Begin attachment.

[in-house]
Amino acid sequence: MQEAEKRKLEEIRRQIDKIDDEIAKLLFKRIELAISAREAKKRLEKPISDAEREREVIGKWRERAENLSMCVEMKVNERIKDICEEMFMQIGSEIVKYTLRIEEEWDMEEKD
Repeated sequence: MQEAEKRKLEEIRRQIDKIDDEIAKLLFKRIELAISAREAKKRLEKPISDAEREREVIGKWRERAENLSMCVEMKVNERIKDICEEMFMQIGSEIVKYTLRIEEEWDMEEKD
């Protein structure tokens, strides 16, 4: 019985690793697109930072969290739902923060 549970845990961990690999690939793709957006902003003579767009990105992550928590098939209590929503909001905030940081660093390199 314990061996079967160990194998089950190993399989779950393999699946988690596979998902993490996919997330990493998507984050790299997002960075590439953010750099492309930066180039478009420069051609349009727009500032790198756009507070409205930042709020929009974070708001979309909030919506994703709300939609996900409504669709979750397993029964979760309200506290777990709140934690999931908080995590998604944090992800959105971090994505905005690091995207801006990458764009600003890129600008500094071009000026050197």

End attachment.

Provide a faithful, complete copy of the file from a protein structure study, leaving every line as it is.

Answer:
[in-house]
Amino acid sequence: MQEAEKRKLEEIRRQIDKIDDEIAKLLFKRIELAISAREAKKRLEKPISDAEREREVIGKWRERAENLSMCVEMKVNERIKDICEEMFMQIGSEIVKYTLRIEEEWDMEEKD
Repeated sequence: MQEAEKRKLEEIRRQIDKIDDEIAKLLFKRIELAISAREAKKRLEKPISDAEREREVIGKWRERAENLSMCVEMKVNERIKDICEEMFMQIGSEIVKYTLRIEEEWDMEEKD
């Protein structure tokens, strides 16, 4: 019985690793697109930072969290739902923060 549970845990961990690999690939793709957006902003003579767009990105992550928590098939209590929503909001905030940081660093390199 314990061996079967160990194998089950190993399989779950393999699946988690596979998902993490996919997330990493998507984050790299997002960075590439953010750099492309930066180039478009420069051609349009727009500032790198756009507070409205930042709020929009974070708001979309909030919506994703709300939609996900409504669709979750397993029964979760309200506290777990709140934690999931908080995590998604944090992800959105971090994505905005690091995207801006990458764009600003890129600008500094071009000026050197």